This natural horsemanship instructor had nothing natural in her working methods… Unless you consider kicking a horse as natural…
Written by Epona.tv staff on 09.01.2013 in Welfare
”Albert Einstein: One of his sayings was that insanity is doing the same thing over and over, expecting a different result. With the horses, I found people doing things over and over and thinking: It’s going to work, it’s going to work, it’s going to work.”
These words are from part four of our series with Italian horseman, BHS Fellow and equine behavioural scientist Angelo Telatin. The timing of the quote could not have been better, because right now, everyone is talking about a French ”Natural Horsemanship” instructor who has jerked , whipped and kicked her way to social media fame. If you were not around to see it before it was removed, a version of the video can still be viewed here.
What kind of insanity makes a person do… well, that… in front of a camera? What kind of insanity makes a person laugh while they are violently assaulting an animal? And all in the name of horse welfare? For Ms Aurélie Merlin belongs to a group of people who believe that whipping and kicking a horse can be justified by its alleged end: Horse welfare.
The spectacularly over-simplified logic goes as follows. Horses need a strong leader. You can be that leader. All you have to do is convince the horse, which you do by telling him where to go and when. Once the horse does everything you say, you’ll be like his horsey guru person and he will never have to worry about anything again because he can count on you making every single decision, however minute, on his behalf. In your horse’s universe, you will be God. You will legislate, enforce and judge. You will be all powerful. One is tempted do add: Muahahahahahha.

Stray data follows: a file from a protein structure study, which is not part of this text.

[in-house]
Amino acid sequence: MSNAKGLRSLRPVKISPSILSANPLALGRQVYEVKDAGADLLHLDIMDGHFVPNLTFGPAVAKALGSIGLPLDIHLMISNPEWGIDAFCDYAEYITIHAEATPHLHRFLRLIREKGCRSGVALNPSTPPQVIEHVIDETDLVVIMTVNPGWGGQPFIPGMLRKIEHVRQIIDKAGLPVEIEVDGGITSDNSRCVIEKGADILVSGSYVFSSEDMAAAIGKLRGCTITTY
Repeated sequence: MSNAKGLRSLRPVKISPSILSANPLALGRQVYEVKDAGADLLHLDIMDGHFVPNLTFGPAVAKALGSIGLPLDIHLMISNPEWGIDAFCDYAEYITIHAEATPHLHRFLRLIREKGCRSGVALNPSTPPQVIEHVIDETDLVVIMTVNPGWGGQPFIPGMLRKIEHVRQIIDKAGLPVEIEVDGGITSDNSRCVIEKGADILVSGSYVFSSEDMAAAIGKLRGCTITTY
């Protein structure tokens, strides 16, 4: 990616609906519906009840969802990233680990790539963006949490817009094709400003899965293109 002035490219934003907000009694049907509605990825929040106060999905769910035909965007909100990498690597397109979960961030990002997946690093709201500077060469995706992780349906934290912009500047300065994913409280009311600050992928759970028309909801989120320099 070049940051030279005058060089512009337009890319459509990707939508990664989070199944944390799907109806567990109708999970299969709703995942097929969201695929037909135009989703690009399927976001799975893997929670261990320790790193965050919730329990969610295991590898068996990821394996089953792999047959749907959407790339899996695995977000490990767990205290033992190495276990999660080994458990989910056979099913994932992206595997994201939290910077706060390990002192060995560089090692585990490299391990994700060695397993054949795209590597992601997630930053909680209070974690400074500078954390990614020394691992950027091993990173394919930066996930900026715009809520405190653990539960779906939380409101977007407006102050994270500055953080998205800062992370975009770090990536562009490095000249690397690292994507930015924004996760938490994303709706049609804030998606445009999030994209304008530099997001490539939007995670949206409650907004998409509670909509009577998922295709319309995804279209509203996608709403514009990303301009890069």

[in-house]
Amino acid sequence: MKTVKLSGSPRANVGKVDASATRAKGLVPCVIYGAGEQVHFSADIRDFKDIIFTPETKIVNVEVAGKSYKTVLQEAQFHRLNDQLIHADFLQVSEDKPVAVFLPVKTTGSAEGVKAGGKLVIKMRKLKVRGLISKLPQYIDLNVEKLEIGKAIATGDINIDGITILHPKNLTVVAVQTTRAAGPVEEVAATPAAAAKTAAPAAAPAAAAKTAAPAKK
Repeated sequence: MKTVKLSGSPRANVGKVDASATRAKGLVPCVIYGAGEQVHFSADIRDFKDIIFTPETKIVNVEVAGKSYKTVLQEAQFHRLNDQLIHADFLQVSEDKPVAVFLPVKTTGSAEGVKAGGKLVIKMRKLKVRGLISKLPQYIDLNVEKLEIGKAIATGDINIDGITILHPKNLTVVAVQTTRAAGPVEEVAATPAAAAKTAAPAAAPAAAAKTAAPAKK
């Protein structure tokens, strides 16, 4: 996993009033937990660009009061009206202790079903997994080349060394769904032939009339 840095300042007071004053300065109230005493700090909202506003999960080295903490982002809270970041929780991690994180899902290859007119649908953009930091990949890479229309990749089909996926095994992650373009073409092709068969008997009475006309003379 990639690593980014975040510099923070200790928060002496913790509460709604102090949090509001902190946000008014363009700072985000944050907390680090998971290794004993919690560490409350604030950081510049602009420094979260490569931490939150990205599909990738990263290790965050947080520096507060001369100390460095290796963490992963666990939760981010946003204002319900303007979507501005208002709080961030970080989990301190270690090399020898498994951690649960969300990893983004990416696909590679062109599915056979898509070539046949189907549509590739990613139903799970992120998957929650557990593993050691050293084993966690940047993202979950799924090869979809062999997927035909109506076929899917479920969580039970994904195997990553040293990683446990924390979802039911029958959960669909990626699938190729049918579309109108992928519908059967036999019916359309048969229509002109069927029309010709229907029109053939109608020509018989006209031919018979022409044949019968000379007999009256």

By causing pain and intimidating your horse, you will eventually convince him that you are his best shot at survival. By depriving him of resources and constantly keeping him on the lookout for nasty surprises in a series of contrived ”Games” (Muahahahaha), you will eventually bring him to a point where he isn’t even going to contemplate breaking wind without your express permission. He will be your humble servant, your slave… and of course your devoted friend all at the same time.
Sorry, but what kind of sicko stalker type would find such a scenario appealing? Who wants to make friends by way of intimidation and exhaustion?
We’ll tell you who. Desperate, well intentioned people who are unlucky enough to have come across the wrong professional. It doesn’t end with the dominance dogmatists, you see. They may be the extreme poster boys for the concept, but there are many who set themselves apart from the likes of Ms Merlin only by degrees. The horse must know who’s boss… for his own sake! Really? Not even a little bit for your sake?
We’d like to take this opportunity to stick our hands up and admit that we have in the past been far too uncritical of some trainers who are basically a lot like Parelli without the hats and cheesy music.
We thought it was all about the problem with dominance theory. We thought that if everyone knew that horses don’t stay up at night, plotting how to dethrone you, it would all be okay. We didn’t think that anyone aware of the irrefutable inculpability of a horse would ever do something horrible to it.
We were wrong. Because humankind, it seems, will be the boss. And when it becomes unfashionable to be the boss for the sake of being the boss, Man will invent excuses for being the boss. ”My horse needs me to be the boss because he needs a leader” - when that becomes unfashionable, Man will invent another reason why he must be the boss. ”My horse needs me to be the boss because it has been scientifically shown that he must be under stimulus control or he’ll be terribly confused and conflicted and danger will ensue.”